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  2. Michael Abraham, Dov M. Gabbay, Gabriel Hazut, Yosef E. Maruvka & Uri Schild (2011). Logical Analysis of the Talmudic Rules of General and Specific (Klalim-U-Pratim). History and Philosophy of Logic 32 (1):47-62.
    This article deals with a set-theoretic interpretation of the Talmudic rules of General and Specific, known as Klal and Prat (KP), Prat and Klal (PK), Klal and Prat and Klal (KPK) and Prat and Klal and Prat (PKP).
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  3. V. M. Abrusci, Ettore Casari & Massimo Mugnai (eds.) (1983). Atti Del Convegno Internazionale Di Storia Della Logica: San Gimignano, 4-8 Dicembre 1982. Clueb.
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  4. Irving H. Anellis (1992). Theology Against Logic: The Origins of Logic in Old Russia. History and Philosophy of Logic 13 (1):15-42.
    We consider the history of logic in pre-Petrine. Petrine. and immediate post-Pctrine Russia (from the 15th to the mid-18th centuries) and especially of the Petrine era from the late 17th to early 18th century. Throughout much of this time, the clergy evinced strong hostility towards logic. Nevertheless, a small number of academics and clerics such as Stefan Iavorskii and Fcofan Prokopovich kept Aristotelian logic alive during this period and provided the foundation for its development in the modern era.
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  5. Irving H. Anellis (1987). Mathematical Logic in the Soviet Union, 1917–1980. History and Philosophy of Logic 8 (1):71-76.
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  6. Ignacio Angelelli (1970). The Techniques of Disputation in the History of Logic. Journal of Philosophy 67 (20):800-815.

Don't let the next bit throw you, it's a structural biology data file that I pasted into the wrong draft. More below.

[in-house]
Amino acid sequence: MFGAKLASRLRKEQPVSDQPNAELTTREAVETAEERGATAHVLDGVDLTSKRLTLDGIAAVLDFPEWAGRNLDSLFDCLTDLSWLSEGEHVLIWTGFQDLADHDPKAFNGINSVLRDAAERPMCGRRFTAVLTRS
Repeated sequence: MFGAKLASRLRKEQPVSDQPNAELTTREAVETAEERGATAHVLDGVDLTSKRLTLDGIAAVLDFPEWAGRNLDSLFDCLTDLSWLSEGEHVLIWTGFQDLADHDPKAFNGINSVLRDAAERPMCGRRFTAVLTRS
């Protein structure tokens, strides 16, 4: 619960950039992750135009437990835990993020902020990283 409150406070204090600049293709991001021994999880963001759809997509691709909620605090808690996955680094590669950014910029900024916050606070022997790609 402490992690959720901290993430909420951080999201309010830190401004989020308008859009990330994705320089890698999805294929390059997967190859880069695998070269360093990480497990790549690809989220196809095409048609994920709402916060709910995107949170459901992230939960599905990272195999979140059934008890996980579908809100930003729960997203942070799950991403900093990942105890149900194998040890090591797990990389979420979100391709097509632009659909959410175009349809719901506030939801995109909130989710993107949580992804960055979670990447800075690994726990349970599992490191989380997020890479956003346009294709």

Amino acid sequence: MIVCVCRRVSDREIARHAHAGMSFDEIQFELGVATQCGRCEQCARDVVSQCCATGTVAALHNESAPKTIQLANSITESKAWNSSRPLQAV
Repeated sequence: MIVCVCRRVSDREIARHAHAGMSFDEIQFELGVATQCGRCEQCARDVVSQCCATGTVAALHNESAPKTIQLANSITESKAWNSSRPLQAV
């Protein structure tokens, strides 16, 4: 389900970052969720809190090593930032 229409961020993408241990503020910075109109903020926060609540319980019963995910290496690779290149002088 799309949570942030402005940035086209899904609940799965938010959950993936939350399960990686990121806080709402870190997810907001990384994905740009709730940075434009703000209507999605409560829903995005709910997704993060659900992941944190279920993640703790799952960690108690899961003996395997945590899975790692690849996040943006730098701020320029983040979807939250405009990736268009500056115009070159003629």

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  7. Ignacio Angelelli & María Cerezo (eds.) (1996). Studies on the History of Logic: Proceedings of the Iii. Symposium on the History of Logic. Walter De Gruyter.
  8. Ignazio Angelelli (1979). Die Logik der Neuzeit, by Wilhelm Risse. [REVIEW] International Logic Review 19:136-140.
  9. Stephen C. Angle (2012). The Discovery of Chinese Logic. [REVIEW] History and Philosophy of Logic 33 (3):293-296.
    History and Philosophy of Logic, Volume 33, Issue 3, Page 293-296, August 2012.
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  10. G. Aldo Antonelli (2004). Logic. In Luciano Floridi (ed.), The Blackwell Guide to the Philosophy of Computing and Information. Blackwell.
    Logic is an ancient discipline that, ever since its inception some 2500 years ago, has been concerned with the analysis of patterns of valid reasoning. Aristotle first developed the theory of the syllogism (a valid argument form involving predicates and quantifiers), and later the Stoics singled out patterns of propositional argumentation (involving sentential connectives). The study of logic flourished in ancient times and during the middle ages, when logic was regarded, together with grammar and rhetoric (the other two disciplines of (...)
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  11. Antoine Arnauld (1996). Logic, or, the Art of Thinking: Containing, Besides Common Rules, Several New Observations Appropriate for Forming Judgment. Cambridge University Press.
    Antoine Arnauld and Pierre Nicole were philosophers and theologians associated with Port-Royal Abbey, a centre of the Catholic Jansenist movement in seventeenth-century France. Their enormously influential Logic or the Art of Thinking, which went through five editions in their lifetimes, treats topics in logic, language, theory of knowledge and metaphysics, and also articulates the response of 'heretical' Jansenist Catholicism to orthodox Catholic and Protestant views on grace, free will and the sacraments. In attempting to combine the categorical theory (...)
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  12. Jamin Asay (2012). Review of Truth, Reference and Realism. [REVIEW] International Studies in the Philosophy of Science 26 (3):345-348.
    International Studies in the Philosophy of Science, Volume 26, Issue 3, Page 345-348, September 2012.
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  13. E. J. Ashworth (1974). Language and Logic in the Post-Medieval Period. Reidel.